Institute for Judicial

Rule of Law Index 2015

Rule of Law Index 2015

The World Justice Project (WJP) Rule of Law Index® provides original, impartial data on how the rule of law is experienced by the general public in 102 countries around the globe.

The WJP Rule of Law Index 2015 relies on over 100,000 household and 2,400 expert surveys to measure how the rule of law is experienced in practical, everyday situations by ordinary people around the world. Performance is assessed using 44 indicators across 8 categories, each of which is scored and ranked globally and against regional and income peers: Constraints on Government Powers, Absence of Corruption, Open Government, Fundamental Rights, Order and Security, Regulatory Enforcement, Civil Justice, and Criminal Justice.

The WJP Rule of Law Index is the most comprehensive index of its kind and the only to rely solely on primary data. The Index’s scores are built from the assessments of local residents (1,000 respondents per country) and local legal experts, ensuring that the findings reflect the conditions experienced by the population, including marginalized sectors of society.

  • New data for 2015: Updated scores and rankings for 102 countries across 8 primary rule of law indicators and 47 sub-factors.
  • Data app: In-depth country data featured on a standalone site for quickly accessing, comparing, and downloading WJP Rule of Law Index data.
  • Changes over time: Country profiles feature changes in rule of law adherence over time.
  • New global insights: Global insights into impunity, open government, policing perceptions, and more.
  • Additional countries: New to the WJP Rule of Law Index — Belize, Costa Rica, and Honduras.

The WJP Rule of Law Index relies on over 100,000 household and expert surveys to measure how the rule of law is experienced in everyday life around the world. Performance is assessed through 44 indicators organized around 8 themes: constraints on government powers, absence of corruption, open government, fundamental rights, order and security, regulatory enforcement, civil justice, and criminal justice.

The production of the WJP Rule of Law Index® may be summarized in eleven steps:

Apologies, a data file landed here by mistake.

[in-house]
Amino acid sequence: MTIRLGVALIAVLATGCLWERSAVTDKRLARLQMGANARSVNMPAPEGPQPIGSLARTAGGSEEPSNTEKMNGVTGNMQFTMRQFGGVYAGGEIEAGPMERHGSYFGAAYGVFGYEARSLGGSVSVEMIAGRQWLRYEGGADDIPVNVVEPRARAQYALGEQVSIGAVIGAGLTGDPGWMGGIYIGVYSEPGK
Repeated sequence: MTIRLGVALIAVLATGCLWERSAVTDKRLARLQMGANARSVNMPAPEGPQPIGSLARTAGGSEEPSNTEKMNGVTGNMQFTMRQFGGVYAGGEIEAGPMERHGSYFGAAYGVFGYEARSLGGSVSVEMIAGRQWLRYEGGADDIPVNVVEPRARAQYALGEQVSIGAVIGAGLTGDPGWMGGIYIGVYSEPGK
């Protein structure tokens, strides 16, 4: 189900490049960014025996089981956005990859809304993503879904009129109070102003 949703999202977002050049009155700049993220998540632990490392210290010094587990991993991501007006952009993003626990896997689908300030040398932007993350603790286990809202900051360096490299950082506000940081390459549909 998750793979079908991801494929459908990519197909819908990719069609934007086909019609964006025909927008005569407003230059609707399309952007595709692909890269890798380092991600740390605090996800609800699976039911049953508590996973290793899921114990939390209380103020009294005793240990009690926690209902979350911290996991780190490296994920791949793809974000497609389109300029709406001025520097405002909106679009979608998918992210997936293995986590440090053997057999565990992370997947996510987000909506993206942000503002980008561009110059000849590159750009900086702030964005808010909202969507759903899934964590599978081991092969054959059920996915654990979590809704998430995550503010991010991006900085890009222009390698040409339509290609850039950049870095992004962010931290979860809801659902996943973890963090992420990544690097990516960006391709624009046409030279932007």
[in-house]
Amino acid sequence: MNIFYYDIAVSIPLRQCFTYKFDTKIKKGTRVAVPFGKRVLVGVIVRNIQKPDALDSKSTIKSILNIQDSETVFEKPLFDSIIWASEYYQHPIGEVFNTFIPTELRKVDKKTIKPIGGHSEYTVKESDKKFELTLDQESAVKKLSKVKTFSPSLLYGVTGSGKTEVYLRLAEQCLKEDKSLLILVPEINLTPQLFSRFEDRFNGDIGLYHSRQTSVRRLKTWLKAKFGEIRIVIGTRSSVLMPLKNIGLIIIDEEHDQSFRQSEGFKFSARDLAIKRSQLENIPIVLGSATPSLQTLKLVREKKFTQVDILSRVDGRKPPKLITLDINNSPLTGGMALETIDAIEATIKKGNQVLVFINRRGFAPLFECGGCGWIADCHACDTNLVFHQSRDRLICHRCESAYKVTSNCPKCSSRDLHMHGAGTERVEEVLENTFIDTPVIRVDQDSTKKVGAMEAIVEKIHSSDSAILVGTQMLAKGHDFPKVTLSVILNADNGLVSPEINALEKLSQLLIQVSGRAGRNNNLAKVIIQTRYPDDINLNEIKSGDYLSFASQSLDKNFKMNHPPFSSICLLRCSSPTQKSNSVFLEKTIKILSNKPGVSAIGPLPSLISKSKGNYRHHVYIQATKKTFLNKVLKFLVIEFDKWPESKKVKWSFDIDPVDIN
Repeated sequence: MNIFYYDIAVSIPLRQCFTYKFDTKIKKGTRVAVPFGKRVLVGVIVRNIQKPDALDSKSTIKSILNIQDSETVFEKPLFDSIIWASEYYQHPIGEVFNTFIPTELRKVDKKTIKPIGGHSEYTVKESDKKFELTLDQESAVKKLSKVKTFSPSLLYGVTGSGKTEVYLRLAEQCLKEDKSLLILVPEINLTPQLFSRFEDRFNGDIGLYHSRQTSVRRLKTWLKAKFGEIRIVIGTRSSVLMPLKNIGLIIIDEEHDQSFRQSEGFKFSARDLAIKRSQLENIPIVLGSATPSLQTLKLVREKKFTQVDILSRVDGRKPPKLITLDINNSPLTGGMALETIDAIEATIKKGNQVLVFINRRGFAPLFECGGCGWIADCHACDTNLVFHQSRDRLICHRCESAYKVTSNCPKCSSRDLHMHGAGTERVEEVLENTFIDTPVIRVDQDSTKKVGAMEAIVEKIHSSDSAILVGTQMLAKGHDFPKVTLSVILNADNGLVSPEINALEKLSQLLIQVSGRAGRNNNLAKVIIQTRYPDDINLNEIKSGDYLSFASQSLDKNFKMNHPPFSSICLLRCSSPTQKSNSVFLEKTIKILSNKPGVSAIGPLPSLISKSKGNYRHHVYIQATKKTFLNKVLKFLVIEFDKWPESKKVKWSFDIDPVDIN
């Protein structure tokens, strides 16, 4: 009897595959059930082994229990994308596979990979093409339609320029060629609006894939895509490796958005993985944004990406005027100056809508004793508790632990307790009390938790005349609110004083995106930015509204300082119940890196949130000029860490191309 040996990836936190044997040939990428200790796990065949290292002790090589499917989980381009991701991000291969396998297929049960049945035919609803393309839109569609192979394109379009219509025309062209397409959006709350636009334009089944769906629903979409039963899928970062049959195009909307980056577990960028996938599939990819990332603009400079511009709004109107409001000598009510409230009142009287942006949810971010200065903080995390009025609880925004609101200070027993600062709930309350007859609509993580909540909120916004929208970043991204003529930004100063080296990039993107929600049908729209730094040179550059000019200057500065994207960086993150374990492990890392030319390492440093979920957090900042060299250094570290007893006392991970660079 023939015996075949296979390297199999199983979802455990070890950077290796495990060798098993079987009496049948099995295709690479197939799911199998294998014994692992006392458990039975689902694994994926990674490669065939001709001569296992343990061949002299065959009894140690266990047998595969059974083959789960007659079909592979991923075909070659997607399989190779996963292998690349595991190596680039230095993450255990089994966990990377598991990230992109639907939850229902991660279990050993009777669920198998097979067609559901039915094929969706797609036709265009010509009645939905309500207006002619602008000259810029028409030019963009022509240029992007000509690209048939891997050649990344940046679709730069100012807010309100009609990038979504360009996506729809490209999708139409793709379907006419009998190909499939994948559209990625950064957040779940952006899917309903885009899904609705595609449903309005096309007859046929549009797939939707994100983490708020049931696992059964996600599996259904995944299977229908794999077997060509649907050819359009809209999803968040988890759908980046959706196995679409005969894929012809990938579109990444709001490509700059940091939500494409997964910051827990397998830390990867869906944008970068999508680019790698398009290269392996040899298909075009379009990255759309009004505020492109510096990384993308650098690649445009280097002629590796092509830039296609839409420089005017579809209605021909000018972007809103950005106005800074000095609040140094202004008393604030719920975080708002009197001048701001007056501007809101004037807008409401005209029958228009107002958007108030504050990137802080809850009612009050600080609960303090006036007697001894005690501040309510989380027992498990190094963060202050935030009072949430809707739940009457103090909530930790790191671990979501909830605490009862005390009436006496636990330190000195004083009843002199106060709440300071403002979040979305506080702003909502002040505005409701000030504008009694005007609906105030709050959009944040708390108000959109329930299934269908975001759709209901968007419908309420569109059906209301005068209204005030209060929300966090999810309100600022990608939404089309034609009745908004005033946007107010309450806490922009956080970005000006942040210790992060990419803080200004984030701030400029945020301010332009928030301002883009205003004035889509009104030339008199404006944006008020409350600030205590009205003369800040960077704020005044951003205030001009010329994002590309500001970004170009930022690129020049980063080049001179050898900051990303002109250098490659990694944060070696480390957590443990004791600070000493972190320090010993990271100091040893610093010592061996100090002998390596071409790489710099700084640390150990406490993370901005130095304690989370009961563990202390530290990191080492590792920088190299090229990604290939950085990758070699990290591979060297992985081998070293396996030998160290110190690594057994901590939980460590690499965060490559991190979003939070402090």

1. The WJP developed the conceptual framework summarized in the Index’s 9 factors and 47 sub-factors, in consultation with academics, practitioners, and community leaders from around the world.
  2. The Index team developed a set of five questionnaires based on the Index’s conceptual framework, to be administered to experts and the general public. Questionnaires were translated into several languages and adapted to reflect commonly used terms and expressions.
  3. The team identified, on average, more than 300 potential local experts per country to respond to the experts’ questionnaires, and engaged the services of leading local polling companies to implement the household surveys.
  4. Polling companies conducted pre-test pilot surveys of the general public in consultation with the Index team, and launched the final survey.
  5. The team sent the questionnaires to local experts and engaged in continual interaction with them.
  6. The Index team collected and mapped the data onto the 44 sub-factors with global comparability.
  7. The Index team constructed the final scores using a five-step process:
  8. The data were subject to a series of tests to identify possible biases and errors. For example, the Index team cross-checked all sub-factors against more than 60 third-party sources, including quantitative data and qualitative assessments drawn from local and international organizations.
  9. A sensitivity analysis was conducted by the Econometrics and Applied Statistics Unit of the European Commission’s Joint Research Centre, in collaboration with the Index team, to assess the statistical reliability of the results.
  10. To illustrate whether the rule of law in a country significantly changed over the course of the past year, a measure of change over time was produced based on the annual difference in the country-level factor scores, the standard errors of these scores (estimated from a set of 100 bootstrap samples), and the results of the corresponding t-tests.
  11. The data were organized into country reports, tables, and figures to facilitate their presentation and interpretation.

A detailed description of the process by which data is collected and the rule of law is measured is provided in the document below.


Information used from the official site

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